At some time in the past the Spanish monarchs repaid the Genoese by allowing them to reside on the Rock.  La Torre de los Genoveses may have been built by these merchants hence the name. Over time it may have become the main building in an area inhabited by Genoese some of which may have been there at the time of the assault and may have found it useful to prey on the unfortunate Spaniards. 

The Spanish historian Ángel J. Sáez Rodriguez has suggested that it eventually became a signal tower similar to la Torre del Diablo in the North both of which may have been in use when the levanter made the signal station at the top of the Rock useless for such a purpose. 


Map showing la Torre del Diablo as  la Torre de los Diablos    ( 1600s - Cristobal Rojas - Detail )     


 Diagrams of la Torre del Diablo and its larger but rather less known neighbour, la Torre del Molino. The former faced the Mediterranean whereas the later faced the Bay of Gibraltar. The tower was designed byLuis Bravo de Laguna and constructed by Gilberto de Bedoya in the 1580s.  ( 1727 - Antonio de Montaigu de la Perille )   


The Devil's Tower on Devil's Tower Road shortly before it was demolished in the 1941 Carried out on the orders of the Governor of Gibraltar at the time - General Sir Frank Mason-Macfarlane - aka 'Mason-Mac' - this piece of  architectural vandalism was excused on the grounds that the tower was in the line of fire of one of Gibraltar's umpteen guns . . . and that it interferred with the construction of the new airport. 

By all accounts it was not just the Genoese who were responsible for attacks on the fleeing population. Also among them were ‘inicuos Españoles que no contentos con haberse quedado en Gibraltar salían a saquear, robar i destruir la tierra.’ When the last group of civilians left town they were ambushed in Portichuelos. The bandits ‘smashed down doors’, ‘broke peoples’ legs’, ‘manhandled’ the women, and stole as much jewellery and cattle as they could lay their hands on. They also kidnapped a number of female servants and took them back to Gibraltar with them.

The Spanish population of Gibraltar eventually managed to re-establish itself in the nearby Spanish towns of the Campo de Gibraltar with most of them settling in San Roque around an area near a hermitage dedicated to the saint that had given the town its name. There were good reasons why most of them considered San Roque as a good place for a temporary settlement.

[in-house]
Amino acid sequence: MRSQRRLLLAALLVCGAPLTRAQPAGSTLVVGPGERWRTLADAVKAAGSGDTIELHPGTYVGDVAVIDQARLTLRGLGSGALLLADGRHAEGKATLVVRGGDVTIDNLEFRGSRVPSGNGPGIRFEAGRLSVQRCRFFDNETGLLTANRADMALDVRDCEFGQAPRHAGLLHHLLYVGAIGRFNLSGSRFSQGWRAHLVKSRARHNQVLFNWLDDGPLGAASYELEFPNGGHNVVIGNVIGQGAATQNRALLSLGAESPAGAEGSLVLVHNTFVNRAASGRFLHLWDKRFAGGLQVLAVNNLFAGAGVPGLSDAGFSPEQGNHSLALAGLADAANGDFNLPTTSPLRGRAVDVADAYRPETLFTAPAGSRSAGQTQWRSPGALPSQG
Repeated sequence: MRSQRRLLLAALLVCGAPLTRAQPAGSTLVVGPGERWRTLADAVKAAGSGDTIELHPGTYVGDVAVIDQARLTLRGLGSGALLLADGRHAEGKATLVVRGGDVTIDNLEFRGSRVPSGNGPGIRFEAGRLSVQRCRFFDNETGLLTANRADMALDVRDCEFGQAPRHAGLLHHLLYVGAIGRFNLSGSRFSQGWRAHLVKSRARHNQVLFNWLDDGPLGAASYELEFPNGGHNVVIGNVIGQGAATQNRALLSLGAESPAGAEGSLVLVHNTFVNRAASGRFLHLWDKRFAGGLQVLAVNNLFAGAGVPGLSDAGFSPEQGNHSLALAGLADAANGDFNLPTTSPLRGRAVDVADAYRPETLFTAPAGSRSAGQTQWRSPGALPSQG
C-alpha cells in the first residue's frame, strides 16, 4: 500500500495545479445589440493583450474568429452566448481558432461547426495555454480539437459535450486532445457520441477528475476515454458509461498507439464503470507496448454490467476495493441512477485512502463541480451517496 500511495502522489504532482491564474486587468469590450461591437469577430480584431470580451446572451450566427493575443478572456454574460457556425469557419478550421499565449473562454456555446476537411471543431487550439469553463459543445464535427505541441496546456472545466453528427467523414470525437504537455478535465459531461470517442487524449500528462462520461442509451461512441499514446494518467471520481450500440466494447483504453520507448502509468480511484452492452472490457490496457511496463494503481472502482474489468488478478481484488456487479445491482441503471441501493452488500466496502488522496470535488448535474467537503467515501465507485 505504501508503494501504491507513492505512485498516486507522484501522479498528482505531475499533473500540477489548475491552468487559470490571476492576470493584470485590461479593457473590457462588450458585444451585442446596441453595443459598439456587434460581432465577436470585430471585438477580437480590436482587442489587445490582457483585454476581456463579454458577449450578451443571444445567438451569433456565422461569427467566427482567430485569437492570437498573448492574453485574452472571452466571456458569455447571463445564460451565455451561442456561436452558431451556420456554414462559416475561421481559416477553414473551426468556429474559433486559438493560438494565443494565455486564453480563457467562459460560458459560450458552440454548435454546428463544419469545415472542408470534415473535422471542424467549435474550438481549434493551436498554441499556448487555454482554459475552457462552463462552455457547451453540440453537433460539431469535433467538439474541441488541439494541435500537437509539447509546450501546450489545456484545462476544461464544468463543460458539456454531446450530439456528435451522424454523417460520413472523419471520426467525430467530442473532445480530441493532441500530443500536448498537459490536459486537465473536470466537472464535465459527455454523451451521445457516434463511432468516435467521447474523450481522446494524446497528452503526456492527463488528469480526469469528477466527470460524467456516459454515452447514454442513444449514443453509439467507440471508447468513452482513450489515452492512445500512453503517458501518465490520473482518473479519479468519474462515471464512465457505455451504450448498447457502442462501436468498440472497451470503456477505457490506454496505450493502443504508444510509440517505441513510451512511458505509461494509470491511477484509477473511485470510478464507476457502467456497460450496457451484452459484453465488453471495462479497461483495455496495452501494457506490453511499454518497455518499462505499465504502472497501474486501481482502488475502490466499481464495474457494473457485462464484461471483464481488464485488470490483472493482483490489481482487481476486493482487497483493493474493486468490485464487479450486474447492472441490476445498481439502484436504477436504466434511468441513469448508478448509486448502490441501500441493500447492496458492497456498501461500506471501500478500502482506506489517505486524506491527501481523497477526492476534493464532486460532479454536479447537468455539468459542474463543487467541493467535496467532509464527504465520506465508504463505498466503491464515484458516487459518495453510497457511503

One was the fact that the saint was renowned for having dedicated his life to helping those suffering from the plague. Details of miraculous cures that had occurred here had been handed down by word of mouth for hundreds of years. The second was that they had a great view of the Rock and were therefore in a good position to follow events from afar. History, however, would not be kind to them. Philip V of Spain declared the place a new town in 1706 and gave them the resounding name of ‘La Muy Noble y Más Leal Ciudad de San Roque, donde reside la de Gibraltar’. At the time of writing the descendants of those exiles from Gibraltar are still there.


Early seventeenth century Spanish map of the Campo area. San Roque appears on it but not La Linea. The huge Spanish fortifications of San Felipe and Santa Barbara have yet to be built  ( Unknown )  

A document from the Public Records Office in London gives a list of names taken by a British officer of a number of Spaniards - some with their families - that did opt to stay. In total there were probably about a hundred individuals. 

List of names of the original inhabitants who opted to stay as drawn up by local historian Tito Benady from original records. It is reasonable to assume that the list is incomplete as it was actually compiled in 1712.

 Common Spanish family names such as Guerrero, Rodriquez, Ximenez, Reyes, and Núñez which are still found in Gibraltar appear on this list. Among them was Jose Espinosa, who continued to be paid by the military authorities until his death in 1726 for carrying out duties as signalman at one of the highest points on the Rock called ‘El Hacho’, now known as Signal Hil

According to López de Ayala in 1707 there was ' tan espantosa tormenta sobre el monte que cayeron dos rayos, uno sobre la torre que llaman el Hacho que las destruyó. One wonders if Espinoza was up there at the time.

Espinosa appears on a list of expenses authorised by the Paymaster General in England. His salary for the year 1718 was £18 5s. That for Lord Portmore - the Governor at the time - was £730. 


 Detail from an old 17th century map showing El Hacho at the top end of Charles V wall. The building with a cross was a small chapel called Nuestra Señora de Guadalupe. Whenever a ships were sighted Jose Espinosa would follow tradition and hang straw-stuffed black leather balls from the wing-like spars of the chapel. The place soon lost its religious connotations and simply became known as the signal tower  ( 1627 - Luis Bravo - Detail  ) 


Middle 19th century view of the Rock towards the south with Ceuta and Tangier in the distance sketched from El Hacho - Signal Hill. On the middle right the New Mole is just visible. The early signal system was obviously still in use   (  1860 A. Guesden )